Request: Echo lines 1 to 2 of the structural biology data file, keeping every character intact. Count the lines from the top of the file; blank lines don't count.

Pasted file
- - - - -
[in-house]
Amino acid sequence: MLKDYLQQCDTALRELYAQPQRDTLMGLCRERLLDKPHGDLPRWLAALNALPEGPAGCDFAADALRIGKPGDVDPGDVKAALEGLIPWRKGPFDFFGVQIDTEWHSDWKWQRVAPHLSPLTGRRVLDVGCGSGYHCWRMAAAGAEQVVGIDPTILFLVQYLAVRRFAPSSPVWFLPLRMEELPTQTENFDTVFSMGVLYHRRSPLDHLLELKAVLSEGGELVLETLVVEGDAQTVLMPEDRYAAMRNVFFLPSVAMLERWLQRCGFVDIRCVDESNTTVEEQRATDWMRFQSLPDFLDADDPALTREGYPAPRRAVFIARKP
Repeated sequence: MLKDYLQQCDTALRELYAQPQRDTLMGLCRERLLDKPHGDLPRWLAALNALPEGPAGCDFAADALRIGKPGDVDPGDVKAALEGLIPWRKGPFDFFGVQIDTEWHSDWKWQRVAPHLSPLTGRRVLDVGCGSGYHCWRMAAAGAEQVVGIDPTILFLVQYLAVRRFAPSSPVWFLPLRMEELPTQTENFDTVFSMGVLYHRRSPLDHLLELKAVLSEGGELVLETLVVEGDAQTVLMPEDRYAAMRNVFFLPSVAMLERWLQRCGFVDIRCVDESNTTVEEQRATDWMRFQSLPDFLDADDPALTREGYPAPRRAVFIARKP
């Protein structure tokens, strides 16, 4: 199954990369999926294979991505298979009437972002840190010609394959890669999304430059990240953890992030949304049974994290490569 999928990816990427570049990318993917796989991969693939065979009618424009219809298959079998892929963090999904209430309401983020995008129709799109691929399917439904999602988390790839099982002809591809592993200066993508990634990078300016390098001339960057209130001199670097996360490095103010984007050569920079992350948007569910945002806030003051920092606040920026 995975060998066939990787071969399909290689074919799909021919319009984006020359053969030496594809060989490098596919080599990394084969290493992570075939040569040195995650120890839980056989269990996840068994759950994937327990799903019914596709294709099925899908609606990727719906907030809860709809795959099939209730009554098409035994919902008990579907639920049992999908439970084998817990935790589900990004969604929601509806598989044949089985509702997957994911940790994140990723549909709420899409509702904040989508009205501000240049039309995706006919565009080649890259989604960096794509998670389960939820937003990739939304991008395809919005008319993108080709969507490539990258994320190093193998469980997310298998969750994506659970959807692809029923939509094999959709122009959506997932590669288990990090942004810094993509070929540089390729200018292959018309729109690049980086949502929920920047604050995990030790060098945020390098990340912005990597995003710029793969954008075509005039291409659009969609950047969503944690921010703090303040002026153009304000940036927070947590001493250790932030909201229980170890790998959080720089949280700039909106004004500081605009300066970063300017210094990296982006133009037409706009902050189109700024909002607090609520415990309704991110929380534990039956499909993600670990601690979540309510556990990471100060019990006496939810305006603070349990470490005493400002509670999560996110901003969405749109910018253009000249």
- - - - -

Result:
[in-house]
Amino acid sequence: MLKDYLQQCDTALRELYAQPQRDTLMGLCRERLLDKPHGDLPRWLAALNALPEGPAGCDFAADALRIGKPGDVDPGDVKAALEGLIPWRKGPFDFFGVQIDTEWHSDWKWQRVAPHLSPLTGRRVLDVGCGSGYHCWRMAAAGAEQVVGIDPTILFLVQYLAVRRFAPSSPVWFLPLRMEELPTQTENFDTVFSMGVLYHRRSPLDHLLELKAVLSEGGELVLETLVVEGDAQTVLMPEDRYAAMRNVFFLPSVAMLERWLQRCGFVDIRCVDESNTTVEEQRATDWMRFQSLPDFLDADDPALTREGYPAPRRAVFIARKP